Indian telecom’s biggest disrupter votes “no mercy” for struggling incumbents
A major face-off between Reliance Jio and incumbents threatens to wreck the telecom industry body, Cellular Operators Association of India (COAI), from within.
The Mukesh Ambani-led upstart has come out all guns blazing against COAI for trying to cut Bharti Airtel and Vodafone Idea slack over a Rs92,000-crore ($13 billion) payout ordered by India’s supreme court.
In an Oct. 29 letter to telecom minister Ravi Shankar Prasad, COAI sought relief to soften the blow from the apex court’s ruling on adjusted gross revenues (AGR) of telecom operators. Telcos pay licence fees and spectrum usage charges (SUC) to the government, but had challenged paying a share of non-core revenues like scrap sales and forex income to the department of telecom. The supreme court on Oct. 24 ruled against the carriers and asked them to shell out the dues.
If the hefty fees are not waived, “investments could be curtailed, services could deteriorate, jobs could be lost, and investor confidence will most definitely be shattered,” COAI director general, Rajan S Mathews, wrote.
Reliance Jio, however, has accused the lobby group, of which it is a member, of fear-mongering.
“We take strong umbrage at COAI exploiting the legitimate payout obligations to create an alarmist propaganda for the doom of the telecom sector in the country,” Pramod Kumar Mittal of Jio wrote on Oct. 30. “By such unwarranted behaviour, COAI has just proved that they are not an industry organisation but just a mouthpiece of two service providers.”
Jio was also irked that the COAI went ahead with the letter without waiting for its views, which it had promised to share on Oct. 30.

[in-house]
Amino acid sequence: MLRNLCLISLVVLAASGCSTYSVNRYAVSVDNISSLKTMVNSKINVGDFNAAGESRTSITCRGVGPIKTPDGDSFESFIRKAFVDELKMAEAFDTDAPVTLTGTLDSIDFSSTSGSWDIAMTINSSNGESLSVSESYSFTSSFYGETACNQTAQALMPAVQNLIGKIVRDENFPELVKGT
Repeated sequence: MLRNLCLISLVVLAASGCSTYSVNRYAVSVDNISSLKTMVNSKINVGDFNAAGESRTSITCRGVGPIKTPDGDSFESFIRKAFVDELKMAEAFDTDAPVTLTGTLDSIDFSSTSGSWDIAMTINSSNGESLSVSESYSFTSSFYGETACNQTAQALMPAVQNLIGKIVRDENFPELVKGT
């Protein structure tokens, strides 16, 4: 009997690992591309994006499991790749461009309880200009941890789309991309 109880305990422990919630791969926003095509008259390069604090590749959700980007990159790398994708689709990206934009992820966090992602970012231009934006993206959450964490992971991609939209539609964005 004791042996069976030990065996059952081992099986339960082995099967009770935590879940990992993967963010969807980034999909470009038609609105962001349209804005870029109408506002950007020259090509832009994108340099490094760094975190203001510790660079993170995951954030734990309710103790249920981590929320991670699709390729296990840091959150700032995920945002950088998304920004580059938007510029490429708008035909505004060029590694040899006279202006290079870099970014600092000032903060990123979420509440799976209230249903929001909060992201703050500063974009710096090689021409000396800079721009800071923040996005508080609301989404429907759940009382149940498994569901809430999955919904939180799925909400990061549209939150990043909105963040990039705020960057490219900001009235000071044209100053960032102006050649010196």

In one of its arguments, COAI warned of an impending monopoly in the telecom sector, “compromising the ‘Digital India’ vision of the government and the ‘Make in India’ programme for digital products.”
In its rebuttal, Reliance Jio says its promoters “have made an equity investment of Rs1.75 lakh crore ($24.7 billion) in the sector, while equity investment by Airtel and Vodafone Idea has been inadequate keeping in view the network requirement.” Meanwhile, the older operators have been “shedding crocodile tears” by claiming financial stress, the firm alleged.
View from the top
This fear of Jio hatching a winner-takes-all situation for itself isn’t new. Upon the launch of its telecom services in September 2016, it offered data at dirt cheap rates, forcing incumbents to slash their tariffs.
Until a few years ago, numerous operators were vying for a piece of India’s $50 billion telecom pie. But since Jio’s entry, the sector has been in shambles with all but two legacy companies being ousted. Even the survivors are bleeding, and crushed under debt.
Meanwhile, Jio’s gimmicks to win over more customers have continued. In 2018, it announced “effectively free” 4G phones and even gave free LED TVs on buying Jio’s broadband connection launched this August.
There has been no resolution to the recent dispute yet but COAI seems is tired of the mud-slinging. “This is a private matter between the members of the Association and will be addressed in due course within the ambit of the governance structure of COAI,” it told Quartz in a statement.
But will Jio simmer down?
After all, this isn’t the first time Jio has picked a bone with an influential organisation. Earlier this month, it began charging its users 6 paise/minute for outgoing calls to other networks to strong-arm the Telecom Regulatory Authority of India into reducing tariffs.